(botanical: garcinia mangostana) is a popular and common fruit in Southeast Asia, but it is considered exotic in most parts of Europe and North America. The fruit comes from a tropical evergreen tree that is believed to have grown originally on the islands of Sunda and Moluccas, just off the coast of Indonesia.
Today the fruit is grown across most of Southeast Asia and it has also been introduced to countries across the world in South America, where it thrives in Colombia, Puerto Rico and Hawaii. In India, the fruit is grown and sold in the state of Kerala.
Health Benefits of Mangosteen
Mangosteen isn’t just an exotic tropical fruit, but it is in many ways the very definition of a super food. If you do have the good fortune of living in a part of the world where this fruit is easily accessible and affordable, relish it as much as you can because this nutrient dense fruit offers you a wide variety of health benefits.Xanthones:
Mangosteen contains certain compounds called xanthones, which are naturally occurring polyphenols. Scientific experiments have revealed that these compounds can offer several benefits and its derivatives demonstrate an anti-inflammatory effect. This particular compound also makes mangosteen a good choice for anyone suffering from cardiovascular disease. Some studies also suggest that xanthones can help prevent or protect against colon cancerWeight Loss:
Mangosteen is a great addition to the diet of any fitness enthusiast or for anyone trying to shed the extra pounds. It is extremely low in calories, contains absolutely no saturated fats or cholesterol
and is very rich in dietary fiber. This means that it can satiate your appetite without raising your calorie intake and it will also keep you satisfied for a lot longer.
Mangosteen is a good source of dietary fiber
and just 100 grams of the fruit will give you 13% of your required daily
intake of fiber. This means that consuming mangosteen regularly can
help relieve the symptoms of certain digestive disorders
Fiber intake can improve and facilitate the passage of stools if you
have symptoms of constipation and it can also help to bulk up stools
when suffering from symptoms of diarrhea.Heart Healthy:
Mangosteen is also a good source of magnesium
which is an essential mineral. This can be especially beneficial for heart health as magnesium helps to regulate the electrical function of the heart, which means that there is better regulation of the heart rate and blood pressure. This is especially useful for anyone with minor circulatory disorders.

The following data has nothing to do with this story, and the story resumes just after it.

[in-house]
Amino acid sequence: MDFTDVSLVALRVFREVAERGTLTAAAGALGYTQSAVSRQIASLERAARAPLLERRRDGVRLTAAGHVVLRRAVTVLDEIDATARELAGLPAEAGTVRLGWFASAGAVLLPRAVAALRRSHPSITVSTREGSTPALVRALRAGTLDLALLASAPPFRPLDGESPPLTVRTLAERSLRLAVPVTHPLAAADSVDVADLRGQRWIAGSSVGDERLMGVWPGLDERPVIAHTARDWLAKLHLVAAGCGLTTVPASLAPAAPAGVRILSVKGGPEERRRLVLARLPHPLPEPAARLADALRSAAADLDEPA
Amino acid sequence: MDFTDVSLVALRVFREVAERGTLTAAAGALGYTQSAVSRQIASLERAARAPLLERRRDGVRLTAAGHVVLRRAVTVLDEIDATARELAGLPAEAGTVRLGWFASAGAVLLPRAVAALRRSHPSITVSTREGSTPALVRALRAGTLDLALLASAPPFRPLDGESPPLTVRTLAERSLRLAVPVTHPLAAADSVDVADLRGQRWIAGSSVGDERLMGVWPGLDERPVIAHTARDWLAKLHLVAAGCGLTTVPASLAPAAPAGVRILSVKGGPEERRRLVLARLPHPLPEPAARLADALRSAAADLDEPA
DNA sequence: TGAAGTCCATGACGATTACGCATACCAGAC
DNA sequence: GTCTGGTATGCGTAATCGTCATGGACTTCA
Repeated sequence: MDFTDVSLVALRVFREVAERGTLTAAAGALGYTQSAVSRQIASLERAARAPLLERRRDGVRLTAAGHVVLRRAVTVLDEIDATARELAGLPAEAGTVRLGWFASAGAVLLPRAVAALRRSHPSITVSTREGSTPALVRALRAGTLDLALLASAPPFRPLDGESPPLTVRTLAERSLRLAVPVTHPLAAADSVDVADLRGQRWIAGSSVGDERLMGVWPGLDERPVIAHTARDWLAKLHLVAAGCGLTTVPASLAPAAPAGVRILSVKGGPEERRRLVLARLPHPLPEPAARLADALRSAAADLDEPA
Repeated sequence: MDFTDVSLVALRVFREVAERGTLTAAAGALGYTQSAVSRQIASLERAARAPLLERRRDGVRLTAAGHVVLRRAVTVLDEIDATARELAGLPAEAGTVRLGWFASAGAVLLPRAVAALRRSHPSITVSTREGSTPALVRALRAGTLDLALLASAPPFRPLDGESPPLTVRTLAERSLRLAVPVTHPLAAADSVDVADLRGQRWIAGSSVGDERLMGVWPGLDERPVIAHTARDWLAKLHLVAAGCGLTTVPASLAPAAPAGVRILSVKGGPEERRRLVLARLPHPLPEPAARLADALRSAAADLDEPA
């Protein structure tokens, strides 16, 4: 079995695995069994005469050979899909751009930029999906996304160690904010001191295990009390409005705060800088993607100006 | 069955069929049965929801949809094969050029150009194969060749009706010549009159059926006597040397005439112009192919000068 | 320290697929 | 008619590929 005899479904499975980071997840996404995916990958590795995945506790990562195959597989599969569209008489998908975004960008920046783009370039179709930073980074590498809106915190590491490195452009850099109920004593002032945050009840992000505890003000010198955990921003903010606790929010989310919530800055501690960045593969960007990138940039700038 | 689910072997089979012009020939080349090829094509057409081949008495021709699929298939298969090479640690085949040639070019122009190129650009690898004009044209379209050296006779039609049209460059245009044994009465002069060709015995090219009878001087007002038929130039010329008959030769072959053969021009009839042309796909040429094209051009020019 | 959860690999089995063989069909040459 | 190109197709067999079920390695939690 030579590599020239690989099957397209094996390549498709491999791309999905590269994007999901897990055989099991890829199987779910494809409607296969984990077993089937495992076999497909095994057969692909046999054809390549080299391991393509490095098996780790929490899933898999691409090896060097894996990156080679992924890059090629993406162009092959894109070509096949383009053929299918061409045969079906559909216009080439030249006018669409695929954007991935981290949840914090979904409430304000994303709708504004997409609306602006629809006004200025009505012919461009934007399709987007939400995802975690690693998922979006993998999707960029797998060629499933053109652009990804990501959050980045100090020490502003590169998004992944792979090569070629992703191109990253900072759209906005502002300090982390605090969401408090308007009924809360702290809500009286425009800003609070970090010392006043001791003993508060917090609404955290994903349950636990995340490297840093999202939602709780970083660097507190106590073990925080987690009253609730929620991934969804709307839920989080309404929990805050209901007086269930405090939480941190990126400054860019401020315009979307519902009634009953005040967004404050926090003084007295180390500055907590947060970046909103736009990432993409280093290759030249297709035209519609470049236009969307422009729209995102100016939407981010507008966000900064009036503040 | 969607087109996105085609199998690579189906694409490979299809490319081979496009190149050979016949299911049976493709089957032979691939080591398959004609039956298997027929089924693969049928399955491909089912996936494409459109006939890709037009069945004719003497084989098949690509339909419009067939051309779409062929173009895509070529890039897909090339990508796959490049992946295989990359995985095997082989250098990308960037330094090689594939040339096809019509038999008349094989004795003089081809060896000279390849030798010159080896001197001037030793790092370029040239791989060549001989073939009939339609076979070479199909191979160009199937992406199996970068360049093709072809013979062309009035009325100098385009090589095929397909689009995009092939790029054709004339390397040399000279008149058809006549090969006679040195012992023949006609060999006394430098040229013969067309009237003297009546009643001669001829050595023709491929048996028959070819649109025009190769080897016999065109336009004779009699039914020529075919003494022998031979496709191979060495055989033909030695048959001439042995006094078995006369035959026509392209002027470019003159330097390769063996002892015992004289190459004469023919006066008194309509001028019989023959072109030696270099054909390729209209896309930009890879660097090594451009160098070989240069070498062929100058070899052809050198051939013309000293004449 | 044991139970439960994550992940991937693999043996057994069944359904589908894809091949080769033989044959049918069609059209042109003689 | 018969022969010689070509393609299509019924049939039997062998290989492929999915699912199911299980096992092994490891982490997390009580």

Polysaccharides are a type of carbohydrate
compound found in certain plants and more importantly in mangosteen.
This is a big deal, because several studies suggest that polysaccharides
may in fact possess certain antibacterial and anti-cancer properties.
Apparently, it can halt the spread of cancer by preventing or limiting
the mutated cell’s ability to adhere to healthy cells.Cholesterol Lowering:
Increasing your intake of mangosteen may also help to reduced or keep a check on those cholesterol levels. According to some natural health care enthusiasts, consuming the mangosteen regularly helps to lower triglyceride levels and can also reduce LDL or ‘bad cholesterol’ levels in the body.
Mangosteen does quite well in most salads, but it doesn’t hurt to experiment and try out different recipes as well. Here are two popular recipes that you can add to your repertoire:
- Mangosteen Fruit – 4
- Sugar – 1 tablespoon
- Lemon – 1
- Refrigerated Water – 300ml
1. Cut the lemon into halves or quarters and squeeze the juice out of it, while taking care to remove and discard the seeds.
2. To get to the pulp and juice of the mangosteen fruit you can simply make an incision in the skin of the fruit and run the knife around the entire circumference of the skin, without actually halving the fruit. By doing this, you can get rid of the rind, without losing any of the pulp or juice. Once the skin is ruptured you can simply squeeze the fruit gently or apply gentle pressure to extract the pulp from within.
3. Collect the white puply flesh from all the mangosteen fruits and look for seeds in the pulp, taking care to discard any seeds that you find.
4. Add the seedless mangosteen fruit pulp to a blender and blend it well until it becomes a smooth paste with an even consistency.
5. Now pour the water into a jar or big container and add the sugar to it. Once the sugar has dissolved completely you can add the mangosteen paste to the solution and stir it thoroughly.
6 . Add a bit of the lemon juice to the solution, if you’d like to give it a tangy taste.
Mangosteen Usage Tips
1. If mangosteen is easily available and affordable in the region where you live, you can even use the fruit to prepare homemade creams, pastes and ointments to pamper your skin. Mangosteen’s natural antimicrobial properties make it the perfect ingredient for skin care products when dealing with quite a variety of skin disorders
Acne, oily skin and other problems can often be addressed by increasing your intake of the fruit or by simply applying it to your skin as a topical application.
2. The juice of the mangosteen fruit can be used to naturally tighten and tone your skin.
3. When buying the fruit, avoid picking mangosteen that have damaged or bruised skin as the fruit often becomes bitter and inedible. To ensure that the fruit you’re purchasing is fresh try to pick out those that have bright purple skin as older stock will generally have dry and blotched skin.
4. Always wash mangosteen before consumption. You can rinse it under running water and dab it with a soft towel to dry it.
Mangosteen, canned, syrup pack
The nutritional values of "Mangosteen, canned, syrup pack" per 100 grams are:
Data source: USDA Nutrient Database, R25
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*Percent Daily Values (%DV) are based on a 2,000 calorie reference diet. Your daily values may be higher or lower based on your individual needs.